GE to test Haliade-X offshore wind turbine in UK

26 June 2019 (Last Updated June 26th, 2019 14:38)

GE Renewable Energy has announced that it will test its Haliade-X 12MW nacelle and the 107m-long blade in the UK.

GE to test Haliade-X offshore wind turbine in UK
Rendering of GE Renewable Energy’s Haliade-X 12MW turbine. Credit: General Electric.

GE Renewable Energy has announced that it will test its Haliade-X 12MW nacelle and the 107m-long blade in the UK.

The advanced technology testing programme will focus on further improving the company’s Haliade-X platform. Testing will be carried out at ORE Catapult’s facilities in Blyth in the North East of England.

LM Wind Power’s factory in Cherbourg, France has manufactured the blade, which will undergo advanced testing procedures including static and fatigue to demonstrate its performance in peak wind conditions.

The Haliade-X 12MW nacelle will be put through a testing programme that will simulate real-world operational conditions. This approach is expected to reduce the time required to validate the system’s performance and reliability.

GE Offshore Wind president and CEO John Lavelle said: “We want to bring the most powerful offshore wind turbine to the world’s largest offshore wind market and contribute with our technology to support the UK’s Offshore Wind Sector Deal goal (30GW by 2030), and UK Government’s ambition to work for greenhouse emission reduction to “net-zero” by 2050.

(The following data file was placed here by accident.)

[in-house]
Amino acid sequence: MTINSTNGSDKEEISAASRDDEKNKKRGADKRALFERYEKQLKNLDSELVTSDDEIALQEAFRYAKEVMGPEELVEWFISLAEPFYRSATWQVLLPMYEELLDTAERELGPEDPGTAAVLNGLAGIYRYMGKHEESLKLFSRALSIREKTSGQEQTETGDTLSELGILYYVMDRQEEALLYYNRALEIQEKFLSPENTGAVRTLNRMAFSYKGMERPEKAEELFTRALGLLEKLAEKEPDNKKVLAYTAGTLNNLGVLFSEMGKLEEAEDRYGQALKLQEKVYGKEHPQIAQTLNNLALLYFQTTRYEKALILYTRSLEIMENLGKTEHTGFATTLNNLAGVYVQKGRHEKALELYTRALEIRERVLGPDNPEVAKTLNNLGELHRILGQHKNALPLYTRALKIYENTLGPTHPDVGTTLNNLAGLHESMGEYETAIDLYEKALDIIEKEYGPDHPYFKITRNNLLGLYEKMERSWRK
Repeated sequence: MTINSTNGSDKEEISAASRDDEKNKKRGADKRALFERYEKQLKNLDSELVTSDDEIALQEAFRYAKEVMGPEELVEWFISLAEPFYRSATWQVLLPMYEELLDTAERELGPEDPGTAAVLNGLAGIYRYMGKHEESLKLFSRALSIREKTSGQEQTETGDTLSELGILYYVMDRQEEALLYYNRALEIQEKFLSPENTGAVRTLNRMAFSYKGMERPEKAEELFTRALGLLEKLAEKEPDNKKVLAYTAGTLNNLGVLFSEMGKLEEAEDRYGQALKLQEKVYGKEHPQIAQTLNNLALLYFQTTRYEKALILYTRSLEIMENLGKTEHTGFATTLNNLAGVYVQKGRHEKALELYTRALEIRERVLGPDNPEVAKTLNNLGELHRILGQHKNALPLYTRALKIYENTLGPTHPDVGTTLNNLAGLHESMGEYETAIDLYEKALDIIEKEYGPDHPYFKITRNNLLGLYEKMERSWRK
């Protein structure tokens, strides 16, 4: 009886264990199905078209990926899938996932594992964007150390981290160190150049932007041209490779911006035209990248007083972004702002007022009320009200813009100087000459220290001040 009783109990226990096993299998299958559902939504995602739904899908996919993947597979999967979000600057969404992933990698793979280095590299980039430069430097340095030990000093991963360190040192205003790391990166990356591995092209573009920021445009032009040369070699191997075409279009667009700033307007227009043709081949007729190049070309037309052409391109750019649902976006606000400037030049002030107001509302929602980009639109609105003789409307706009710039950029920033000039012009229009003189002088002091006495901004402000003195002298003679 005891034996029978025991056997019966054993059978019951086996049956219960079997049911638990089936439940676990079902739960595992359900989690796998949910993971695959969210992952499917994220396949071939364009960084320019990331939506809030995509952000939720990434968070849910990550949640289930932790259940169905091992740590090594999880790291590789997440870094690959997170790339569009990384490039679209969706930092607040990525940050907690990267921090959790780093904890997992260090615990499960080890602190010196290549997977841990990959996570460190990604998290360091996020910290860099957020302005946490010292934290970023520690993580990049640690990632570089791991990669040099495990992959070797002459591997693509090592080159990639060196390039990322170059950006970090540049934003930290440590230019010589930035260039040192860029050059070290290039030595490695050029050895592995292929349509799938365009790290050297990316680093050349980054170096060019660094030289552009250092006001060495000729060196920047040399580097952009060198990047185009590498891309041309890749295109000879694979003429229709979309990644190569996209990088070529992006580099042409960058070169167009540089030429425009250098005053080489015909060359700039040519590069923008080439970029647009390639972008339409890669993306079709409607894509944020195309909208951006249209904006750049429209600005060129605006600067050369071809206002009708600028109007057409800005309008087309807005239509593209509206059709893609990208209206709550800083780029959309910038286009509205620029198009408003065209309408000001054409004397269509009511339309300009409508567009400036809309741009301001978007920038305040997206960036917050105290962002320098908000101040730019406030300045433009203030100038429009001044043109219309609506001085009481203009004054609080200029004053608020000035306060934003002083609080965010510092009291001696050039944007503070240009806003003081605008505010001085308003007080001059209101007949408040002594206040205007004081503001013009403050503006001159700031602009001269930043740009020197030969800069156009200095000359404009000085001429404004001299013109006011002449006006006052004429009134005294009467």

“The extensive experience across the UK offshore wind industry provides us with the opportunity to partner with various institutions, such as ORE Catapult, that allow us to test our technology while fostering competitiveness and partner with local supply chain players that want to innovate with us and be part of the UK’s offshore wind momentum.”

The company noted that close to £15m is being invested for testing and research & development activities on Haliade-X. GE has plans to begin serial production of the turbine model in 2021.

According to GE, one Haliade-X 12 MW turbine can produce up to 67 GWh of gross annual energy production, sufficient to power 16,000 European households.